The Deluge

Sergei Shelin writes in Rosbalt:

The new Duma, hastily convened for stamping multiple emergency laws and, in particular, the draft budget for next year, will have to first approve the final version of the 2016 budget. It was just released by the Ministry of Finance and was full of surprises.

Though federal revenue this year will be significantly lower than planned, government spending increased significantly (from 16.1 trillion to 16.4 trillion), the “open” part of government spending has been reduced by almost 0.4 trillion and the “closed” has grown about 0.7 trillion.

“Closed” consists of secret and top secret, he notes, “firstly, the military (but not only them).”

Almost everything that is connected with the immediate benefit to ordinary citizens, is to be put under the knife, in contrast to last year, they are no longer hesitant and even transfers to the Pension Fund increased by a couple hundred of billions of rubles. But the main prize is prepared for the military. More precisely, the military industrialists, as you might expect.

“In making these proposals,” he continues, “the Finance Ministry has abruptly changed course…”

“Numerous statements by Finance Minister Anton Siluanov expressed the invincible will to further reduce the budget deficit by cutting down on government spending, including the military, and to reduce inflation to the unprecedented in the post-Soviet era four percent in the next two to three years.”

The budget deficit could be as high as 3.9%, he writes. The Russian Finance Ministry has already conceded that they have exceeded their targets, and that the deficit could sit at 3.7% by the end of 2016. Shelin also acknowledges that the government is manipulating these numbers, and using the Reserve Fund to cover their losses, among other things.

The current relative stability of the Russian economy and finance (albeit without any prospects for the transition to growth), slowing the rate of decline in living standards and a fairly impressive reduction of inflation – is the fruit of the policy of containment of public expenditure, which, until recently, was held by Siliuanov’s Ministry of Finance, in alliance with Nabiullina’s Central Bank.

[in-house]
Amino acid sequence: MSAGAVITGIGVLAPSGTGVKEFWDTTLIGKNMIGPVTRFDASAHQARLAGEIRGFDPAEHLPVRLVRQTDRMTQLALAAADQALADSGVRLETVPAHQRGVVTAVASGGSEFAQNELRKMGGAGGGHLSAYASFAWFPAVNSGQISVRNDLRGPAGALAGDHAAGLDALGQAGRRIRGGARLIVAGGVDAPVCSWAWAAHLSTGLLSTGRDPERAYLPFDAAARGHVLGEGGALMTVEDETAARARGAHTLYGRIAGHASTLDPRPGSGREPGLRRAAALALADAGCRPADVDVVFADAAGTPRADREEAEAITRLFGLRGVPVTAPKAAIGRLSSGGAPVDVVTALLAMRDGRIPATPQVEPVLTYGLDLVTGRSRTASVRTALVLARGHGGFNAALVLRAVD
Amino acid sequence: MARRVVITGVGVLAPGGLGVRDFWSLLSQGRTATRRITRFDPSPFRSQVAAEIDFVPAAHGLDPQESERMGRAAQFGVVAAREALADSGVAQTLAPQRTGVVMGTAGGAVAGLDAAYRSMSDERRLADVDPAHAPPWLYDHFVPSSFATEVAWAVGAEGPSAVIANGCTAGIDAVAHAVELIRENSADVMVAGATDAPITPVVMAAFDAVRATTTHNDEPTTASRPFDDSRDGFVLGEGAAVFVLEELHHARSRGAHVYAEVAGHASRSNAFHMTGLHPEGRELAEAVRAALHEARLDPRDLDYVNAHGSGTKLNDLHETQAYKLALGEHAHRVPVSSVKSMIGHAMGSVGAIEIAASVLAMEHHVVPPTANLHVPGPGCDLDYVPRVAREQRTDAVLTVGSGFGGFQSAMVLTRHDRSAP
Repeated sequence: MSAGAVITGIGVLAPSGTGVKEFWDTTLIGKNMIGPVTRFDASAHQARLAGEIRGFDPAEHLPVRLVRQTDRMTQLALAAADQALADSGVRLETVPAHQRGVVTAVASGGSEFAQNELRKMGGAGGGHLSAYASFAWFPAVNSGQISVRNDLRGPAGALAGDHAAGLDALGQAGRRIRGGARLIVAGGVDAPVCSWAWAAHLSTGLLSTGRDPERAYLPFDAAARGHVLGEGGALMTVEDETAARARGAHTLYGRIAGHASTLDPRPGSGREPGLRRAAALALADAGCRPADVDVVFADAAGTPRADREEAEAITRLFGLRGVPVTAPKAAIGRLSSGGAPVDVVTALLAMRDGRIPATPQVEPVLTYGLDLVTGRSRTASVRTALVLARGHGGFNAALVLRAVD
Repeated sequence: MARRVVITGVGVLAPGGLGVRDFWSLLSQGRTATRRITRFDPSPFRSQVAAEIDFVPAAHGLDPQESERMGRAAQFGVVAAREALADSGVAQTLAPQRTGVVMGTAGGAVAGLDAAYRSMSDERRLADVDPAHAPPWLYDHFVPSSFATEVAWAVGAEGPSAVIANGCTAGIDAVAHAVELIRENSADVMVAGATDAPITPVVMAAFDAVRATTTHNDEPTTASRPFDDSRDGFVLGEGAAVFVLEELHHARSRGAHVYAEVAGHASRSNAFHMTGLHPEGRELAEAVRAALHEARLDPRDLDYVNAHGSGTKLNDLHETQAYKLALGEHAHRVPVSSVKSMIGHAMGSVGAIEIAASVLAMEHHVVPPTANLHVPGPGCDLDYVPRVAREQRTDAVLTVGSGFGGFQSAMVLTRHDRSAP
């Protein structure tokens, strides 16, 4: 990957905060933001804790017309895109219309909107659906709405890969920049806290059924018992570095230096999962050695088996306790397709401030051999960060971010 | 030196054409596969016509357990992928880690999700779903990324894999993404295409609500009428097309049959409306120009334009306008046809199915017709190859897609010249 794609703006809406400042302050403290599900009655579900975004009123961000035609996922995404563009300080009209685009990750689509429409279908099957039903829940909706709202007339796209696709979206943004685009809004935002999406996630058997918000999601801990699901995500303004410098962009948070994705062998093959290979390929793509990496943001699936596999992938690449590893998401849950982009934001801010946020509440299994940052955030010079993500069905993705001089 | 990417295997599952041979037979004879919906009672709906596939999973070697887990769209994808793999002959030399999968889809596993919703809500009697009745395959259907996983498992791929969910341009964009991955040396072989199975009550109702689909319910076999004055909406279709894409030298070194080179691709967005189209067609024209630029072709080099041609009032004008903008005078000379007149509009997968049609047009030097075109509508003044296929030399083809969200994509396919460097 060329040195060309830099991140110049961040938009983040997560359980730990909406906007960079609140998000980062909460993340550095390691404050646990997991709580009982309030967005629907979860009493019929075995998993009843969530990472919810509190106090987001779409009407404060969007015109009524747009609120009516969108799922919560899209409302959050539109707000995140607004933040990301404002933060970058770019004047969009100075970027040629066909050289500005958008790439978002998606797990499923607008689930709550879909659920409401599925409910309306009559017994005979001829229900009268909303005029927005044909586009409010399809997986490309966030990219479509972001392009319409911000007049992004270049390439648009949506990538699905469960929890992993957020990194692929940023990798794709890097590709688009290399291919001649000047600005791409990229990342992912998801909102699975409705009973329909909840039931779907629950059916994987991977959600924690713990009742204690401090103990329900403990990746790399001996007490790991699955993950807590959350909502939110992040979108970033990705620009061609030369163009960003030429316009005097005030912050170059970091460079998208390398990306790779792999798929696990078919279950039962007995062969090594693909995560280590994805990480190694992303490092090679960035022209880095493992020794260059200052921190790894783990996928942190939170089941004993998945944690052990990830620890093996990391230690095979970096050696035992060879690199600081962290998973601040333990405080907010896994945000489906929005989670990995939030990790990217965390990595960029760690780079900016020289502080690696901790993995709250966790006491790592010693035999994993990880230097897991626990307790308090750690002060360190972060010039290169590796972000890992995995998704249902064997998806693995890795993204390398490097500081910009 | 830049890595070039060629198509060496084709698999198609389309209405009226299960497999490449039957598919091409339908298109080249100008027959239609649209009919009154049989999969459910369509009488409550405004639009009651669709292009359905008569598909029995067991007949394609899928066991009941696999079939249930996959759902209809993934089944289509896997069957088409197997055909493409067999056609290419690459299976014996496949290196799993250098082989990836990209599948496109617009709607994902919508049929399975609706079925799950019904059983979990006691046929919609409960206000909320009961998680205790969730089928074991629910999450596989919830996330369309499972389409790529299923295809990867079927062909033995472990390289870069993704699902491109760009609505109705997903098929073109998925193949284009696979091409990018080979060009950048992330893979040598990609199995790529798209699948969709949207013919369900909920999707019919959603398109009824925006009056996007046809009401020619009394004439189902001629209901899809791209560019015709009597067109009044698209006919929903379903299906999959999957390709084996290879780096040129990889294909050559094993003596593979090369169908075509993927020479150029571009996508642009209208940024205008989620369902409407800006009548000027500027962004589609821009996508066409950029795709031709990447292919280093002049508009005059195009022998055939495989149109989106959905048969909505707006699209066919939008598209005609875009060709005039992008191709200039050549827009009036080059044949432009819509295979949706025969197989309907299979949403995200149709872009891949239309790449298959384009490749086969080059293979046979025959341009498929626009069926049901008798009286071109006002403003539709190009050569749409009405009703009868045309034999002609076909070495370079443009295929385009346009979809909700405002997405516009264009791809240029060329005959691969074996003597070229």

I do not know if this is a one-off surge in government spending, which will happen between October and December, but if something like that will continue in 2017… stability can be scrapped.

Shelin then attempts to defend Finance Minister Siluanov, and places the blame at Putin’s door:

The supervisor of Anton Siluanov is Vladimir Putin. The reason for the sudden change in the budget views of Minister can only be obtained on his [Putin’s] orders.

It is clear that first and foremost this is an additional lever for the Supreme Commander and the Minister-redistributor will be only an advisor and a responsible executor [of the President’s will].

The author thinks that there are two explanations for what is happening. One is political. The so-called “detente” with the US is not working. Syria is a problem, and the new report about the shooting down of the Malaysian flight MH17 did not help matters. Meanwhile, the Russians have halted cooperation on a 2000 agreement on disposal of weapons-grade plutonium.

So the emotional atmosphere in October can in principle be considered suitable for impulsive arms build-up, without regard for economic consequences.